En Primeur Notebook – Part 1
En Primeur Week, an annual ritual which sees wine professionals from all over the world flocking to Bordeaux. Over the course of three days, in six host châteaux, the Union des Grands Crus de Bordeaux holds tasting sessions devoted to each of its constituent appellations. Tag along with Vintage for a behind-the-scenes insight into this vast event, and get an exclusive preview of the 2022 vintage.
On this Tuesday morning, the atmosphere is electric at Château de Fieuzal, the team is working flat out to welcome tasters from all over the world. The staff buzz to and fro in a hive of activity, making sure that everything is perfect and that the welcome is all smiles. It seems as if nothing and nobody could dampen the spirits of the badge-sporting crowd, flocking to taste the latest offering from the Great Growth estates of Graves, Pessac-Léognan, Sauternes and Barsac. No doubt about it, it’s a pleasure to be back.
“The atmosphere is laid-back because it’s a very good vintage. You can feel that sense of excitement, it’s a real pleasure to be here. Nobody wanted to miss En Primeur Week this year.”
The wines of Graves and Pessac-Léognan are lined up in the winery in front of the château’s concrete vats, each one bearing the name of one of the grandchildren of Brenda and Lochlann Quinn, owners of Fieuzal since 2001. The wines from Sauternes and Barsac occupy a neighbouring room. Notebooks in hand, tasters from the four corners of the earth are busy assessing the quality of the 2022 vintage. Calmly, solemnly, they work their way through the wines with professional rigour. But soon enough their expressions become more relaxed, and broad smiles begin to break out. The professionals are in no doubt as to the quality of the vintage. 2022 appears to be a great success for both reds and whites, and winemakers from Sauternes and Barsac are hailing an exceptional year, “the best we’ve seen in at least 5 years”. All of which explains the happy faces behind the stands, as one winemaker concurred: “The atmosphere is laid-back because it’s a very good vintage. You can feel that sense of excitement, it’s a real pleasure to be here. Nobody wanted to miss En Primeur Week this year.”
© Martin Dupuy Photographie
At midday, it is time for us to check in on Saint-Emilion. An hour later, we are wending our way through the budding vines and lush green hillsides of the right bank. At Château Valandraud, the assembled professionals head to the veranda for a welcome snack between two tastings. Trays of exquisite-looking canapés are doing the rounds, and the general tone of the lunchtime chatter is joyous. In fact, the crowd is so dense that even getting a coffee turns out to be a test of patience. Meanwhile, importers, merchants, sommeliers and the like continue to pour into the vat room of this biodynamic-certified estate. Once again, the verdict is unanimous. Those who have had the privilege of tasting the new vintage in the state-of-the-art winery, whose curving contours match the lay of the land, are united in singing the praises of 2022. As we chat to professionals from all over the world, the adjectives used to describe the vintage range from “promising” to “absolutely exceptional”. One Japanese importer, obliged to miss En Primeur Week for the past three years, is clearly delighted to be back: “It’s a unique opportunity. It was frustrating to have to miss it. Three years later, it’s still a magical experience to discover the new vintage, and to visit all of the appellations.”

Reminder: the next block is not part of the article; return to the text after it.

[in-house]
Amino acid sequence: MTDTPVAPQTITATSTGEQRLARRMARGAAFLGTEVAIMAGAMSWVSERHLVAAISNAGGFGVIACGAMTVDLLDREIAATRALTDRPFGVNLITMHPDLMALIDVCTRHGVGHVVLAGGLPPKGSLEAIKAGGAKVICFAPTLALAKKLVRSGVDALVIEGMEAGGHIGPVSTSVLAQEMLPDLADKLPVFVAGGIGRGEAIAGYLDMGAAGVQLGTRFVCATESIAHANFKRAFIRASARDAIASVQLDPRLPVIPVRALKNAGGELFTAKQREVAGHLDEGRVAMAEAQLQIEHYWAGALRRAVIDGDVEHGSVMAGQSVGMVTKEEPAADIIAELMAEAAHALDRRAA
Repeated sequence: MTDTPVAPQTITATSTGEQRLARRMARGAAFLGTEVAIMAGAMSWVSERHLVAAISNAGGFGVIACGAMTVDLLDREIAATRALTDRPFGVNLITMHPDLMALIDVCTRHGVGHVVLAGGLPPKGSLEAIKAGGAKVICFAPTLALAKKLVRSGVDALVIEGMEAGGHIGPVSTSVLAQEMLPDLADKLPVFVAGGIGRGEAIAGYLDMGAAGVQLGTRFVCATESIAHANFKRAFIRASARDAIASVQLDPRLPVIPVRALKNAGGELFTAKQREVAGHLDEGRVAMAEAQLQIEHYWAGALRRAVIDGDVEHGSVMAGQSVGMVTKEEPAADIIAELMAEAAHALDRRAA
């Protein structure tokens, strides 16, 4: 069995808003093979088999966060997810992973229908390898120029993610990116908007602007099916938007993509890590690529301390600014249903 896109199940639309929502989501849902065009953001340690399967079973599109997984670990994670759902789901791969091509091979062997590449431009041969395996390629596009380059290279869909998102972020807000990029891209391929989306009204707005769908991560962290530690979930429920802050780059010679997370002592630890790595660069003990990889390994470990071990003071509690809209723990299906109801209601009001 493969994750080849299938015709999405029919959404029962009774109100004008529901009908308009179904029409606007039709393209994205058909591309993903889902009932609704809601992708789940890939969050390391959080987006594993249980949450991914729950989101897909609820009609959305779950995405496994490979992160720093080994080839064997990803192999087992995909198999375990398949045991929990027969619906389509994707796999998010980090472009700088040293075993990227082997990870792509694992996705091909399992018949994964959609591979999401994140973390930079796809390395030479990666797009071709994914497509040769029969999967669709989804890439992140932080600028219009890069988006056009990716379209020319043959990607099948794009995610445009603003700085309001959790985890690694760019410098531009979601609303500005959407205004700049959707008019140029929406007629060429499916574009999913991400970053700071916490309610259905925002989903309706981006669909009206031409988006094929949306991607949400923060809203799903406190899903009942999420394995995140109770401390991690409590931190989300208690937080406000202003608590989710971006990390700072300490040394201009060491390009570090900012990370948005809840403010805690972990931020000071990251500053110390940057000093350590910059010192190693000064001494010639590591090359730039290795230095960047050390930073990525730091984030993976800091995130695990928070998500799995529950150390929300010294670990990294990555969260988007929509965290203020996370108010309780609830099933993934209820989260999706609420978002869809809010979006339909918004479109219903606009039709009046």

Join us tomorrow for the next leg of our road trip, from Pomerol to Margaux.
Interview with Pierre-Igor Cusnir, Administrative Manager, and Fanny Delubac, Marketing & Direct Sales Manager at Maison Berthaudin
What are your first impressions of the 2022 vintage?
It’s an exceptional vintage. Bursting with fruit, the tannins are already well-rounded and the balance is great. There really is a lot to enjoy, and we were surprised by the white wines too. It is often said that hot years are not conducive to good white wines, but this year they are magnificent. So it really is a very good vintage.
What is the atmosphere like as En Primeur Week gets underway?
The return of our international colleagues (particularly from Asia and America) means that there are a lot of people in town. Things are back to normal. We also get the sense that people feel freer, less worried. That makes for a good atmosphere, and it helps that the quality of the wines is excellent this year. All of the conditions have been met for a very enjoyable week of tasting.
As importers, what does En Primeur Week mean to you?
It’s an important time of year for our clients, because we sell wines en primeur to a loyal client base who trust our advice. It’s an opportunity to come and taste the vintage for ourselves, making sure we’re as well-informed as possible when advising our clients on what to buy. It’s also good to be able to bring along some clients, and give them the chance to discover the new vintage. This year, for example, we’ve invited some clients who have a dozen restaurants in Switzerland, and are excellent ambassadors for Bordeaux in our country. All things considered, En Primeur week is a very important event for us, not least because it gives us the chance to meet and chat with winemakers.
What is your schedule looking like this year?
On Tuesday we tasted Pomerol and Saint-Emilion, on Wednesday we’re going to start in Margaux and work our way up. We really appreciate the system put in place by the UGCB, with collective tastings bringing together all of the estates in each appellation. Otherwise, we’d never be able to get round them all. It really is very well-organised.
Have any of the wines really stood out so far?
Definitely. Pomerol as a whole did extremely well this year. These wines are our favourite so far.